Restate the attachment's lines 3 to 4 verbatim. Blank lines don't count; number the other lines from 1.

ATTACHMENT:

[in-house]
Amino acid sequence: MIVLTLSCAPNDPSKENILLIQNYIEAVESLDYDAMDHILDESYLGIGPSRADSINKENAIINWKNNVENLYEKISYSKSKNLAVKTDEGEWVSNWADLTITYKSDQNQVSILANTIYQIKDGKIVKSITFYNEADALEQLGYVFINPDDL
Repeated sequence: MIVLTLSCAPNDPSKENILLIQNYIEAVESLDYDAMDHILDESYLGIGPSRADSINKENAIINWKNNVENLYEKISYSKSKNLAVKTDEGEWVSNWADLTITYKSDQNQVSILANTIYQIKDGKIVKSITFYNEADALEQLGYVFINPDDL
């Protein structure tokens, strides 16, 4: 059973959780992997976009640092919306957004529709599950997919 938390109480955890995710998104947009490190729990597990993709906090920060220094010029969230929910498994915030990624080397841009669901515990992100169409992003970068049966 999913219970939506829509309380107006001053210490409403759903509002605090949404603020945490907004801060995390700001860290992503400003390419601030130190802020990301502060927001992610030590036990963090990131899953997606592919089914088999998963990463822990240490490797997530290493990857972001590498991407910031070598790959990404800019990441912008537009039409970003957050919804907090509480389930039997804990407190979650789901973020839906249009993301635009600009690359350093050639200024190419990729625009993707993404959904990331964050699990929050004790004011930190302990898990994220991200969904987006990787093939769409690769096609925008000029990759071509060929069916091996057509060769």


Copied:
Repeated sequence: MIVLTLSCAPNDPSKENILLIQNYIEAVESLDYDAMDHILDESYLGIGPSRADSINKENAIINWKNNVENLYEKISYSKSKNLAVKTDEGEWVSNWADLTITYKSDQNQVSILANTIYQIKDGKIVKSITFYNEADALEQLGYVFINPDDL
């Protein structure tokens, strides 16, 4: 059973959780992997976009640092919306957004529709599950997919 938390109480955890995710998104947009490190729990597990993709906090920060220094010029969230929910498994915030990624080397841009669901515990992100169409992003970068049966 999913219970939506829509309380107006001053210490409403759903509002605090949404603020945490907004801060995390700001860290992503400003390419601030130190802020990301502060927001992610030590036990963090990131899953997606592919089914088999998963990463822990240490490797997530290493990857972001590498991407910031070598790959990404800019990441912008537009039409970003957050919804907090509480389930039997804990407190979650789901973020839906249009993301635009600009690359350093050639200024190419990729625009993707993404959904990331964050699990929050004790004011930190302990898990994220991200969904987006990787093939769409690769096609925008000029990759071509060929069916091996057509060769």